What is a Supergiant Star?
Supergiants are stars with between 10 and 70 solar masses. They are among the most massive stars known, located at the top of the Hertzsprung-Russell diagram, which maps star luminosity against spectral type. Like most other star types, supergiants come in all colors: red supergiants, blue supergiants, yellow supergiants, etc. They live fast (10-50 million years) and die hard (forming a black hole or neutron star after a supernova).
Stars even more massive than supergiants, in the range of 70 to 120 solar masses, are called hypergiants. Stars much more massive than 120 solar masses cannot exist because they blow themselves apart with nuclear reactions before they can fully form. The more massive a star is, the more intense its solar wind is, and the more of its mass it loses. The short-lived and very massive Wolf-Rayet supergiant stars are the most intense cosmic geysers known, ejecting 10-3% of their mass into the interstellar medium each year at speeds of up to 2000 km/s.
Because they last only 10-50 million years, supergiants tend to be found in relatively young cosmic structures such as open clusters, the arms of spiral galaxies, and in irregular galaxies. They are rarely found in elliptical galaxies which primarily contain old stars. Our Sun, much less massive than a supergiant, is expected to have a total lifespan of about 9 billion years before it transforms into a red giant, which is less massive than a supergiant but still very large in diameter.
Supergiants tend to have radii about 30 to 500 times larger than the Sun, but sometimes as huge as 1000 times larger and above, as in the case of VY Canis Majoris and VV Cephei. In all, giant stars are separated into the categories of giant, supergiant, and hypergiant. Each has distinct pathways of stellar evolution. The more massive a star is, the shorter it lives, and the more likely it is to ultimately collapse into a black hole.
Stars have a life cycle, just like us humans do. When we get older, we get weaker and feeble. Stars start cooling down and when they die, they can either explode into a supernova, or just dim down to a white dwarf.
@anon31397-- We just learned about this in class. Helium gas is at the core of a supergiant.
The core used to be made up of hydrogen, but as it became a supergiant, it used up all the hydrogen like @alisha said. So now, the core is only made up of helium.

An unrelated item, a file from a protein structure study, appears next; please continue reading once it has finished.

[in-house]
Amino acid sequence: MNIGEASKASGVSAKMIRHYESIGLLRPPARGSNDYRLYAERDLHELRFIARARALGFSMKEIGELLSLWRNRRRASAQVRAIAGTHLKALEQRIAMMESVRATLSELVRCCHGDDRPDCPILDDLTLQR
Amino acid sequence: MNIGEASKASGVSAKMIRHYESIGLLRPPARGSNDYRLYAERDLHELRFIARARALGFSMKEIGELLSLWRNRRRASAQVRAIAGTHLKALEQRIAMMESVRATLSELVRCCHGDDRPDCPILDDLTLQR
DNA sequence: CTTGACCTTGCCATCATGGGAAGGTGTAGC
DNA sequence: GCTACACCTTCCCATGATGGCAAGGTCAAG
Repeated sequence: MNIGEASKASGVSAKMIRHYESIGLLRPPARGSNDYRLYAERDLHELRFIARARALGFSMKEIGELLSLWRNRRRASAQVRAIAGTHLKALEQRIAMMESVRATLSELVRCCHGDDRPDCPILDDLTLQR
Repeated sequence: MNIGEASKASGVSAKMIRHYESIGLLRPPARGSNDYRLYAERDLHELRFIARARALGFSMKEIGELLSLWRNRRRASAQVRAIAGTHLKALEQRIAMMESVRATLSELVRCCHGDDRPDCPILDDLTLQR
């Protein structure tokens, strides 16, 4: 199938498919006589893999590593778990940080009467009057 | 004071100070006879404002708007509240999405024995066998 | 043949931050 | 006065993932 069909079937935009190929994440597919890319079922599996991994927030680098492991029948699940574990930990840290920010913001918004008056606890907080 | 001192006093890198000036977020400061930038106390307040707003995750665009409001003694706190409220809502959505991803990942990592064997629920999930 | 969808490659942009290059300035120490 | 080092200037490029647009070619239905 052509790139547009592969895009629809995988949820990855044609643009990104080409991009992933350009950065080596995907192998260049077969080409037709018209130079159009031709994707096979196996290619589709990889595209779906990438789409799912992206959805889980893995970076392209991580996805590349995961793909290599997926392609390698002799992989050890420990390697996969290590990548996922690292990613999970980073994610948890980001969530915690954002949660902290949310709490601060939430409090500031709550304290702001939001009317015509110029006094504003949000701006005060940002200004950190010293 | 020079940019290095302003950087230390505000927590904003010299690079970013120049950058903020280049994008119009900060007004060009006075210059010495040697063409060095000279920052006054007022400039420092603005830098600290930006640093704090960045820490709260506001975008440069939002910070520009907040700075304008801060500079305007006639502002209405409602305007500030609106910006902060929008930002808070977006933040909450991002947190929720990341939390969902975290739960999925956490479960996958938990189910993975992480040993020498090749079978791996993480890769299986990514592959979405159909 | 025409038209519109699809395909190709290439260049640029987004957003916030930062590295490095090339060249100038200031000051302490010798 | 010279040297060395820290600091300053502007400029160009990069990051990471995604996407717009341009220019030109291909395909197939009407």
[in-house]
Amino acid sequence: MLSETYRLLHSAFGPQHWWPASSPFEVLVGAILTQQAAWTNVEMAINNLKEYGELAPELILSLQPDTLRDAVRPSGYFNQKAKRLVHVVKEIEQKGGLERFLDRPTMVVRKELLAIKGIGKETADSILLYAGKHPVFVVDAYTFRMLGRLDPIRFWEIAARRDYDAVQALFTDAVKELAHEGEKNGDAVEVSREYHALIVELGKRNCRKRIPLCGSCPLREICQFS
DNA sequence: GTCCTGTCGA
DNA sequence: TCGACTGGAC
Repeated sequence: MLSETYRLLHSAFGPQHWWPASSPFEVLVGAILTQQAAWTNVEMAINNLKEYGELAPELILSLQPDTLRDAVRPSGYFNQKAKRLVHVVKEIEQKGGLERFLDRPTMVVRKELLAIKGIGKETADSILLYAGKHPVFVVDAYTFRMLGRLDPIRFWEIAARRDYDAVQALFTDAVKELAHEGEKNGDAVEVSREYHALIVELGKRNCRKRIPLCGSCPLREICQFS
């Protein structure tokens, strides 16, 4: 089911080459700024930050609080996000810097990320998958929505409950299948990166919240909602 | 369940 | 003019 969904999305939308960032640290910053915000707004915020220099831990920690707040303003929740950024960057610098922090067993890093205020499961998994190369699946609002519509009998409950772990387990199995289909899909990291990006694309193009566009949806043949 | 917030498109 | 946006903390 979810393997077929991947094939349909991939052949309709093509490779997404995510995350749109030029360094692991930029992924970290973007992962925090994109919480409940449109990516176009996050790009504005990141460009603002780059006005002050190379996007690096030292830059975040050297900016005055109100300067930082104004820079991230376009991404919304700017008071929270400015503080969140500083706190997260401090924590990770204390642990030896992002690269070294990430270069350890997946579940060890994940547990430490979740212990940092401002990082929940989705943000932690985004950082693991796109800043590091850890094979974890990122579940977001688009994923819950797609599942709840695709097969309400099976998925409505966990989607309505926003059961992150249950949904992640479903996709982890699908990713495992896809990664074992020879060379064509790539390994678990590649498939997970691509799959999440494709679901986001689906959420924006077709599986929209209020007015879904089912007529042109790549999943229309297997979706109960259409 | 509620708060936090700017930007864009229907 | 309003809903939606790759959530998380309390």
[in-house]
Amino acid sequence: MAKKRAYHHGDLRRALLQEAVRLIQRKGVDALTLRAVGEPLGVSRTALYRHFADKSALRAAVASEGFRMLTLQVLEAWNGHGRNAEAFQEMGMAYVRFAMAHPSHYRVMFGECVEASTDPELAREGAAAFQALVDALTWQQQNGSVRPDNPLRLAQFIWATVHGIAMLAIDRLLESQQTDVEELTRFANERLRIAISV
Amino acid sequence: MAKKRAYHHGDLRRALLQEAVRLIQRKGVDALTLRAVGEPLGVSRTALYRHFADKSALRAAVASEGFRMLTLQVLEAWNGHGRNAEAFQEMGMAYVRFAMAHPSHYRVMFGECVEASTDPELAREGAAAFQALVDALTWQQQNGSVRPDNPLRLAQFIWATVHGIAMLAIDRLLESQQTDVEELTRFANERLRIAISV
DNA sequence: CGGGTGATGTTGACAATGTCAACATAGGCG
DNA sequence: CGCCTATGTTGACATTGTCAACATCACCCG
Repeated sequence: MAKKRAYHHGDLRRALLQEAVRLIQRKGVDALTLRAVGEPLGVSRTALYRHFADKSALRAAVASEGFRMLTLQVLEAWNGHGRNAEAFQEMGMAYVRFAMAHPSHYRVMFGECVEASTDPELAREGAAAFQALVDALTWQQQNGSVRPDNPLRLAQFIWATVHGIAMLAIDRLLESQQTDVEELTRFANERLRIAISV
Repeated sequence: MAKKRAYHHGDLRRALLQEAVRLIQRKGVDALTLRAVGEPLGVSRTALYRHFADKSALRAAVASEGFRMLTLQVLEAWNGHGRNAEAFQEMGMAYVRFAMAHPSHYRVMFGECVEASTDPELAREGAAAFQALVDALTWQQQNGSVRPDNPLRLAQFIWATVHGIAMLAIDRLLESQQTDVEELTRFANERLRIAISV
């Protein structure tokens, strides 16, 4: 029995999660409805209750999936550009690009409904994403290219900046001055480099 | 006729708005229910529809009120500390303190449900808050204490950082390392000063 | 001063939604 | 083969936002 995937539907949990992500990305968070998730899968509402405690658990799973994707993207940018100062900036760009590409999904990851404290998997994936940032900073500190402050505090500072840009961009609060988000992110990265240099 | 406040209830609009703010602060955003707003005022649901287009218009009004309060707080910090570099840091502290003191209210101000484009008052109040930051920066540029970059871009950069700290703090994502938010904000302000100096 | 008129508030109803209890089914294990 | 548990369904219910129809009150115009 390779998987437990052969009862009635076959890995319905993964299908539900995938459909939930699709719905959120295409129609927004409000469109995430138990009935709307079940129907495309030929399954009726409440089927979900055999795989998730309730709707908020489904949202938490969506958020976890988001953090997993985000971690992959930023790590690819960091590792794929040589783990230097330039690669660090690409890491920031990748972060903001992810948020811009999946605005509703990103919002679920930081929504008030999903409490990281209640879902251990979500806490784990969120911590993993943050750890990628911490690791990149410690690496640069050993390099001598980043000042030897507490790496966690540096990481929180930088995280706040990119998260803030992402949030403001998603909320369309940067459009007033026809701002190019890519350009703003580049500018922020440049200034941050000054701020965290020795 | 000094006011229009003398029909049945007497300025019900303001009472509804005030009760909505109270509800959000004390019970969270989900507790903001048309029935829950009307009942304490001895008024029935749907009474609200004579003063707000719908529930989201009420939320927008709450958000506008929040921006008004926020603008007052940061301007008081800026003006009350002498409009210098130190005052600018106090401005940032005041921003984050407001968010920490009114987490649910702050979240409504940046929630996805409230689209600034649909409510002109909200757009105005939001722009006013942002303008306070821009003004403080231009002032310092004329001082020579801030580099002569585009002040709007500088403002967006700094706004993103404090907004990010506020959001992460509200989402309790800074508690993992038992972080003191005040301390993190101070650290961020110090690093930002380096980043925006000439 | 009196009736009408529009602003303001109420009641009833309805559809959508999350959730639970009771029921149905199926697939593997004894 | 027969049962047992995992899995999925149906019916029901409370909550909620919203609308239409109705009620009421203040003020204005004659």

Outside of the helium core is a shell where hydrogen is fused into helium. Outside of this shell is an envelope of hydrogen which is the outermost layer. This layer keeps expanding and cooling (what makes a red supergiant red).
So in order from core to outermost layer, a supergiant star is composed of helium, hydrogen + helium and finally hydrogen. I hope that made sense.
@feruze-- Yep, every star, including the sun, will eventually become a supergiant.
The reason that this happens is because the star is continuously using hydrogen which is at the core. As the hydrogen runs out, new layers of burning gas are formed, expanding the star into a supergiant.
I think of a star as an equilibrium of energy. It's constantly changing, using and creating energy. So it's impossible for a star to remain the same. It's growth into a giant, a supergiant and finally a hypergiant is inevitable.
Oh wow, I didn't know that the Sun will transform into a red giant in the future. Will it eventually transform into a supergiant star too?
Why do stars keep getting bigger like that and become giants and supergiants? Can't they just remain the same?
i don't think it would turn into a supermassive black hole and never reach us in our lifetime!
At the core of a supergiant is... who knows? It seems that at the core of our sun there is an extremity of gaseous nuclear fusion. This is probably the case with a supergiant also, although it would be at an even more extreme level. The degree to which the spacetime and gravity field is pulling inward at that point would be incredibly strong, beyond what we could comprehend. This is part of what contributes to the formation of a large black hole when the star collapses.
What is at the core of a super giant?
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